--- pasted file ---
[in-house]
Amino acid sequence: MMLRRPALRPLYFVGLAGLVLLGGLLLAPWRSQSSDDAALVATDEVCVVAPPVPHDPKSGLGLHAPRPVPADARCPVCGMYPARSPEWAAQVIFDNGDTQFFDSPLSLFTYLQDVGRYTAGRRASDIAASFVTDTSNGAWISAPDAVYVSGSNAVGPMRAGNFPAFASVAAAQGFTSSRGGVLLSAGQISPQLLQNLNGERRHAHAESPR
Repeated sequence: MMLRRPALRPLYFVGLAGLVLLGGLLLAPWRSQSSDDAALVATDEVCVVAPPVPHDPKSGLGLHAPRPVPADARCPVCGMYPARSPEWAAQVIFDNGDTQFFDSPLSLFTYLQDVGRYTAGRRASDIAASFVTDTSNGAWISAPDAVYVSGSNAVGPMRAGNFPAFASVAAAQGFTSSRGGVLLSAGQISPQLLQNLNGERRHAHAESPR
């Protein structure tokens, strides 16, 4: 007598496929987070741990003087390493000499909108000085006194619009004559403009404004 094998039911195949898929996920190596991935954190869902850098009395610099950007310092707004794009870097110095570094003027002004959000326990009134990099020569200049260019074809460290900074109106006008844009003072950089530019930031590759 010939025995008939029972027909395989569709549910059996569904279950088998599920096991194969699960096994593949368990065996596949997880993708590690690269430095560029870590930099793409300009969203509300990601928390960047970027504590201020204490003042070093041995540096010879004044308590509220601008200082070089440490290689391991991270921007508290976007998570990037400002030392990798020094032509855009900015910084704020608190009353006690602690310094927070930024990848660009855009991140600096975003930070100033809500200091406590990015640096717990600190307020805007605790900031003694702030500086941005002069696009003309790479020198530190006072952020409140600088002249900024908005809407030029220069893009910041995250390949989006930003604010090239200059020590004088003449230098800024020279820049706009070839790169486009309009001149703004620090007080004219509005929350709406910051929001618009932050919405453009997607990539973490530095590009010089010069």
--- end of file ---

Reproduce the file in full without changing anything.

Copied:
[in-house]
Amino acid sequence: MMLRRPALRPLYFVGLAGLVLLGGLLLAPWRSQSSDDAALVATDEVCVVAPPVPHDPKSGLGLHAPRPVPADARCPVCGMYPARSPEWAAQVIFDNGDTQFFDSPLSLFTYLQDVGRYTAGRRASDIAASFVTDTSNGAWISAPDAVYVSGSNAVGPMRAGNFPAFASVAAAQGFTSSRGGVLLSAGQISPQLLQNLNGERRHAHAESPR
Repeated sequence: MMLRRPALRPLYFVGLAGLVLLGGLLLAPWRSQSSDDAALVATDEVCVVAPPVPHDPKSGLGLHAPRPVPADARCPVCGMYPARSPEWAAQVIFDNGDTQFFDSPLSLFTYLQDVGRYTAGRRASDIAASFVTDTSNGAWISAPDAVYVSGSNAVGPMRAGNFPAFASVAAAQGFTSSRGGVLLSAGQISPQLLQNLNGERRHAHAESPR
């Protein structure tokens, strides 16, 4: 007598496929987070741990003087390493000499909108000085006194619009004559403009404004 094998039911195949898929996920190596991935954190869902850098009395610099950007310092707004794009870097110095570094003027002004959000326990009134990099020569200049260019074809460290900074109106006008844009003072950089530019930031590759 010939025995008939029972027909395989569709549910059996569904279950088998599920096991194969699960096994593949368990065996596949997880993708590690690269430095560029870590930099793409300009969203509300990601928390960047970027504590201020204490003042070093041995540096010879004044308590509220601008200082070089440490290689391991991270921007508290976007998570990037400002030392990798020094032509855009900015910084704020608190009353006690602690310094927070930024990848660009855009991140600096975003930070100033809500200091406590990015640096717990600190307020805007605790900031003694702030500086941005002069696009003309790479020198530190006072952020409140600088002249900024908005809407030029220069893009910041995250390949989006930003604010090239200059020590004088003449230098800024020279820049706009070839790169486009309009001149703004620090007080004219509005929350709406910051929001618009932050919405453009997607990539973490530095590009010089010069």